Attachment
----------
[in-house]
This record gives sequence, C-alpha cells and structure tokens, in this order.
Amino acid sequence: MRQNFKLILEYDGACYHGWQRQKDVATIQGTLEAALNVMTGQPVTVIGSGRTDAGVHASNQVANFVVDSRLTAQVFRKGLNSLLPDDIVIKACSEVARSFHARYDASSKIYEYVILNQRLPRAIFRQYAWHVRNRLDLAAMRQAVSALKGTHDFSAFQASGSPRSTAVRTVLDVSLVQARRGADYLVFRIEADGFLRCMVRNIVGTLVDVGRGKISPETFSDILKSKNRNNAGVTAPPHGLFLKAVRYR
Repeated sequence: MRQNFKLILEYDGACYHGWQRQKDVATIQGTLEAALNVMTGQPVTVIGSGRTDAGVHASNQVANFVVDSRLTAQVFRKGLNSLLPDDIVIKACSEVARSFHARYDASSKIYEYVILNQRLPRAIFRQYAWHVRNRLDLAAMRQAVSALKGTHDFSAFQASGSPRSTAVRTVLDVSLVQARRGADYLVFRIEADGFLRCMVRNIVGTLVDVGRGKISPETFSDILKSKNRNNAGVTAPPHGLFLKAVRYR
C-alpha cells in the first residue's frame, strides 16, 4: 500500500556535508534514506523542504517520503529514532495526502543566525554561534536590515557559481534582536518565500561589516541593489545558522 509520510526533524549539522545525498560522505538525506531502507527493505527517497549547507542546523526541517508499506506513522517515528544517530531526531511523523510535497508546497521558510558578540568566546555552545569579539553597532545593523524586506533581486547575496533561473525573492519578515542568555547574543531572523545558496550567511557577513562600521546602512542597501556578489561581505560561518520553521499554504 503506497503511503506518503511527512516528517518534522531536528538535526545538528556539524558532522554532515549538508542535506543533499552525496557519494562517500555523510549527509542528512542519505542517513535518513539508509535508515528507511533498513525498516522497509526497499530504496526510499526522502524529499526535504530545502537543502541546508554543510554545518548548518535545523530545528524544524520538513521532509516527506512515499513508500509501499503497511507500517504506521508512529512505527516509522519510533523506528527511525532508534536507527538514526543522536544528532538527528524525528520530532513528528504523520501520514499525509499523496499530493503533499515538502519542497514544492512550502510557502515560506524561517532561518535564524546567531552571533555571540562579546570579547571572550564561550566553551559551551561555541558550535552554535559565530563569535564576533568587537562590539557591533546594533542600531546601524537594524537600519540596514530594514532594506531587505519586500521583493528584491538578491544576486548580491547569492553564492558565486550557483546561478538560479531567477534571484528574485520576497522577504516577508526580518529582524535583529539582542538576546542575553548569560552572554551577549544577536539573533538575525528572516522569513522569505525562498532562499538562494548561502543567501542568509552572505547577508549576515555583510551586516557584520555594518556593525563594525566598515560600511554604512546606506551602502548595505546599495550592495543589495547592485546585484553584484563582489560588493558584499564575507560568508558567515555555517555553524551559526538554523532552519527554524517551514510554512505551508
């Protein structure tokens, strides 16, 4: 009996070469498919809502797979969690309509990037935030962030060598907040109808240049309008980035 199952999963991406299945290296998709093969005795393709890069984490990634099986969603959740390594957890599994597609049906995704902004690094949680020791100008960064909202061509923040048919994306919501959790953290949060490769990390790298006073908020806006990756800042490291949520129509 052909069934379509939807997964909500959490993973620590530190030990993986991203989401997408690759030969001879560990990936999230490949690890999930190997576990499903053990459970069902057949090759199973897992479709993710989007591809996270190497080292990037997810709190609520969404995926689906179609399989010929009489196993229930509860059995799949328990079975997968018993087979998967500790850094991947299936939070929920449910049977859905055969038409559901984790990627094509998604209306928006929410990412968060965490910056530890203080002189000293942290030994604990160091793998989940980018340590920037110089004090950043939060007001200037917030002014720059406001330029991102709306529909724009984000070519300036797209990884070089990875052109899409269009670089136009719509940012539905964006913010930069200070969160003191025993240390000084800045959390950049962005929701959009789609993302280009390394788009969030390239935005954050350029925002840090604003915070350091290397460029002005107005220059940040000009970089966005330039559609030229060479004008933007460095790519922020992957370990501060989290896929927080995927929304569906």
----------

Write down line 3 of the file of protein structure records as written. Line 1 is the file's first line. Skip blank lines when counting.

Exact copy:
Amino acid sequence: MRQNFKLILEYDGACYHGWQRQKDVATIQGTLEAALNVMTGQPVTVIGSGRTDAGVHASNQVANFVVDSRLTAQVFRKGLNSLLPDDIVIKACSEVARSFHARYDASSKIYEYVILNQRLPRAIFRQYAWHVRNRLDLAAMRQAVSALKGTHDFSAFQASGSPRSTAVRTVLDVSLVQARRGADYLVFRIEADGFLRCMVRNIVGTLVDVGRGKISPETFSDILKSKNRNNAGVTAPPHGLFLKAVRYR